Raw data collected by the scholar shall be religiously recorded/ appended in a data note book on regular basis with dates and endorsement by respective supervisors, such that the data is readily available on demand.”

The above statute reveals that university somehow shows trust deficit towards its own teachers and scholars. Their integrity is made doubtful. What is the fun of maintaining data notebook on a daily basis? Suppose someone’s research is purely theoretical in nature, should he or she then bring all the readings to the supervisor and committee for endorsement? Should a researcher become a literature labourer by carrying his/her research data to a committee for evaluation? How and who will evaluate the authenticity of such a huge data in few hours?

 If suppose I am an ethnographer and have some ethical bindings not to share my data publicly, then what will happen to my Ph.D.? I fail to understand why the drafting committee has tried to make our research more bureaucratic rather than academic.

 What is the fun of having RPAC committee which once again is hierarchical in nature?  Having a VC nominee to assess scholar’s attendance records rather than academics is also hilarious.  What about another confusing statute: “Raw data collected by the scholar shall be religiously recorded.”

It would have been better to mention that raw data collected by the scholar shall be properly recorded rather than borrowing the terms which have clear religious conceptualizations.  It takes months together to have one DRC in a year in KU departments.  

The question here is how it is then possible to have several RPACs within a year? All these activities justify the myopic understanding of our university towards our research programs and reflect how much trust the university has on its own faculty. Appointing vigilance type committees will not do well for the university in the long run. Let’s have the assessment of research purely in terms of academic means not in administrative style which seems more time consuming and looks frightening to our young scholars.

Another interesting thing which I noticed in these statuses is that the drafting committee seems more biased towards our own academic efforts. For instance, clause no 24 reads: “a certificate about delivery of seminars and overall eligibility certificate to the effect of having at least one paper published/ accepted for publication in a peer-reviewed/refereed journal not published within the State, barring the subject of Kashmiri and like. The publication should necessarily be a part of his/her Ph.D thesis and should not be a review or commentary.”

It is good that UGC regulation 2009 is implemented while awarding the degrees but what is the logic to make it public – that whatever you publish in your own university journals is not valid and acceptable. Here question arises then, what is fun of spending huge amount of university budget in publishing these journals? I am not against publishing in very reputed journals but at the same time it is not good to disgrace our own academic efforts.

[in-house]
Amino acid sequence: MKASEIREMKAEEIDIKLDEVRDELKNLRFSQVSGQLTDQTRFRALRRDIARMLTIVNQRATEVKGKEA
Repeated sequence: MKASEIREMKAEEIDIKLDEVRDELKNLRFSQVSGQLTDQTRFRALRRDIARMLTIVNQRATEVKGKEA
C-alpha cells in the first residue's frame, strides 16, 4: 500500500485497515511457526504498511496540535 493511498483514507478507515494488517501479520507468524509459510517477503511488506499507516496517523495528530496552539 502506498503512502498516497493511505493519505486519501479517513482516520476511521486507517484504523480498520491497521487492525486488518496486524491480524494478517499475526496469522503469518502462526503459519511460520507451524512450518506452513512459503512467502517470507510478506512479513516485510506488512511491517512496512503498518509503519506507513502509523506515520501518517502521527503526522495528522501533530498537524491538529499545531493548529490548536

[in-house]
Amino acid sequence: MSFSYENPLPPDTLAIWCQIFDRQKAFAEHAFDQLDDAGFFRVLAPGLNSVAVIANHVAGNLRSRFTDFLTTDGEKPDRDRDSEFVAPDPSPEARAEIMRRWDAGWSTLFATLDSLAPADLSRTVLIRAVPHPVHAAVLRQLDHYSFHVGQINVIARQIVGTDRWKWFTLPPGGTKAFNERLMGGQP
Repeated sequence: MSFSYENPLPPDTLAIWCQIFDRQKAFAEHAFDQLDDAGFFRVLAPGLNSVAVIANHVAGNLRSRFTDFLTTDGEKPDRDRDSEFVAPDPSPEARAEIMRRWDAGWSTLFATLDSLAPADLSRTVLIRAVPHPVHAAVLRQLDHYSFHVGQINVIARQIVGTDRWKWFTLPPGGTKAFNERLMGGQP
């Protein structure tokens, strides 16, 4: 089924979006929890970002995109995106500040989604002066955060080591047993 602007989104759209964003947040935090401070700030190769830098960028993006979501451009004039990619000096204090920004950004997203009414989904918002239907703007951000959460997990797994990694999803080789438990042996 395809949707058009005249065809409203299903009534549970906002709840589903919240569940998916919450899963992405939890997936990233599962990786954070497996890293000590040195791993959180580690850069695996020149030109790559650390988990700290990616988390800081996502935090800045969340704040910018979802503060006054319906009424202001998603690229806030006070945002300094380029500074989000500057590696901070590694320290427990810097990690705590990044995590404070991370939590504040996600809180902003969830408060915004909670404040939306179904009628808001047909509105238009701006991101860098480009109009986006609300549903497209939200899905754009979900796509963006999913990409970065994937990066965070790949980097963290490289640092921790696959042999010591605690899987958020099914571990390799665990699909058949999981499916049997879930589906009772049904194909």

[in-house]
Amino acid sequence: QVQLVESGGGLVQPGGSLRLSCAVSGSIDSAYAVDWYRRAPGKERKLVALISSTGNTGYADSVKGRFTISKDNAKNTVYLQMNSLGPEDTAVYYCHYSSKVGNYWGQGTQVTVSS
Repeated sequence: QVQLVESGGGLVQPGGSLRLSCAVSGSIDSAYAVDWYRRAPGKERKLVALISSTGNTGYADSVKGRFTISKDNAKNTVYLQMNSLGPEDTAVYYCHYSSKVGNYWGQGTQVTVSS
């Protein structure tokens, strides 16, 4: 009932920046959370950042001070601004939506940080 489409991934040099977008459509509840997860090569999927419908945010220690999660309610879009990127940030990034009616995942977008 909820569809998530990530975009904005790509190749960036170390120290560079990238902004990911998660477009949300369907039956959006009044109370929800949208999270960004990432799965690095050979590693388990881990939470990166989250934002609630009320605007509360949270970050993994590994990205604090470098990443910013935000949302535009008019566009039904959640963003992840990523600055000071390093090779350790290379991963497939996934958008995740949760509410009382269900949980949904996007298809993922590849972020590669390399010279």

Our university has few journals which can compete at the national level. The Urdu Journal Tarseel of DDE is one such journal which is highly respected in the Urdu academia throughout world. Rather than disowning our own journals, we should promote them officially and help build a serious peer review system. 

Similarly the criteria of making the publication not review based looks also academically irrelevant. Intention seems good but perhaps the drafting committee is not aware that in any research, especially in social sciences, the toughest task is to write a good review article as in the academia of West and Europe well known researchers are invited to write review articles for review journals.

It takes a lot of hard work to write a meta analysis (review article) and I feel no shame to accept that in reality maximum university teachers and scholars in India, including myself, lack the ability to problematize the literature. Instead, we are very skilled in copy pasting the abstract portion of papers to build up review portion for our research. So declaring a review article not as research work speaks of ignorance on part of drafting committee as a lot of humanities research is based on review work.

Even the great researchers have acknowledged that without proper understanding of review of the literature, a good piece of research is normally difficult. I think this issue too needs a serious thought.  

Similarly there are other things which need more attention. For example, the pattern of residency period for part-time scholars is also hilarious. Kashmir is a conflict zone, so how can one expect a female scholar to be present in the evening in the university campus, that too when she is not provided hostel facility within the campus? Let teachers at KU set the academic bench mark in such a way so that our scholars are more concerned about the quality of their research and not about their departmental attendance which has been promoted as a benchmark for awarding the Ph.D degree by virtue of adopting these statutes. 

Let teachers also act as role models so that that the young scholars seeking knowledge under our supervision learn research ethics so that they don’t get involved in any malpractices.

We are lucky to have a local and competent Vice-Chancellor who has studied in Harvard, and has initiated the process to put the university back on the path of academic excellence. But the fact is Prof. Andrabi alone cannot change the system.

We have to work together to change the system for better. Also KUTA should take the matter seriously in order to restore the otherwise lost credibility of our research supervisors and scholars. Let us work honestly and in a timely manner to promote research culture instead of creating obstacles.

(Habibullah Shah is a faculty at University of Kashmir and is presently pursuing his doctorate at Jawaharlal Nehru University, New Delhi. Feedback at habibkashmiruniversity@gmail.com)